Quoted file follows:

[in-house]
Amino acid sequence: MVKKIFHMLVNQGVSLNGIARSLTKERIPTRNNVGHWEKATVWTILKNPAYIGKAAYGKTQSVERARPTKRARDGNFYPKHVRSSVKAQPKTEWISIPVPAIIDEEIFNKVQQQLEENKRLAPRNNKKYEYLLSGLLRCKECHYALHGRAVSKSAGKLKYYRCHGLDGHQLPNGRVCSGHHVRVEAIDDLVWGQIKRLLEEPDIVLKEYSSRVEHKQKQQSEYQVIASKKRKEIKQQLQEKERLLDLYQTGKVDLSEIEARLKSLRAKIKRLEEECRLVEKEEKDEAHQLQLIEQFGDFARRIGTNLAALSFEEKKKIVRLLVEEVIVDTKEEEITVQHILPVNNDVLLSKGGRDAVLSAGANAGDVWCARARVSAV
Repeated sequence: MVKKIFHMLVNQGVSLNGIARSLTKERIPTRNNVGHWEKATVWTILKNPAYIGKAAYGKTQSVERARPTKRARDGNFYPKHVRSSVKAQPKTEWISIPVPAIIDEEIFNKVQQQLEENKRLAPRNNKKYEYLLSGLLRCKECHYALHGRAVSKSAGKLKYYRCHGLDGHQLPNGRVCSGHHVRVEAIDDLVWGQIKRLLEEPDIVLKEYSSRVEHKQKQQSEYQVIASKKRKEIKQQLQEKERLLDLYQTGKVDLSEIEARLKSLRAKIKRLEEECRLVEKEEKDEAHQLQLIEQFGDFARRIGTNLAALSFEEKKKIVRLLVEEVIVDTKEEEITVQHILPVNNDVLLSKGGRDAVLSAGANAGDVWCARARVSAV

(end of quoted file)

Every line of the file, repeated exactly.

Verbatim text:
[in-house]
Amino acid sequence: MVKKIFHMLVNQGVSLNGIARSLTKERIPTRNNVGHWEKATVWTILKNPAYIGKAAYGKTQSVERARPTKRARDGNFYPKHVRSSVKAQPKTEWISIPVPAIIDEEIFNKVQQQLEENKRLAPRNNKKYEYLLSGLLRCKECHYALHGRAVSKSAGKLKYYRCHGLDGHQLPNGRVCSGHHVRVEAIDDLVWGQIKRLLEEPDIVLKEYSSRVEHKQKQQSEYQVIASKKRKEIKQQLQEKERLLDLYQTGKVDLSEIEARLKSLRAKIKRLEEECRLVEKEEKDEAHQLQLIEQFGDFARRIGTNLAALSFEEKKKIVRLLVEEVIVDTKEEEITVQHILPVNNDVLLSKGGRDAVLSAGANAGDVWCARARVSAV
Repeated sequence: MVKKIFHMLVNQGVSLNGIARSLTKERIPTRNNVGHWEKATVWTILKNPAYIGKAAYGKTQSVERARPTKRARDGNFYPKHVRSSVKAQPKTEWISIPVPAIIDEEIFNKVQQQLEENKRLAPRNNKKYEYLLSGLLRCKECHYALHGRAVSKSAGKLKYYRCHGLDGHQLPNGRVCSGHHVRVEAIDDLVWGQIKRLLEEPDIVLKEYSSRVEHKQKQQSEYQVIASKKRKEIKQQLQEKERLLDLYQTGKVDLSEIEARLKSLRAKIKRLEEECRLVEKEEKDEAHQLQLIEQFGDFARRIGTNLAALSFEEKKKIVRLLVEEVIVDTKEEEITVQHILPVNNDVLLSKGGRDAVLSAGANAGDVWCARARVSAV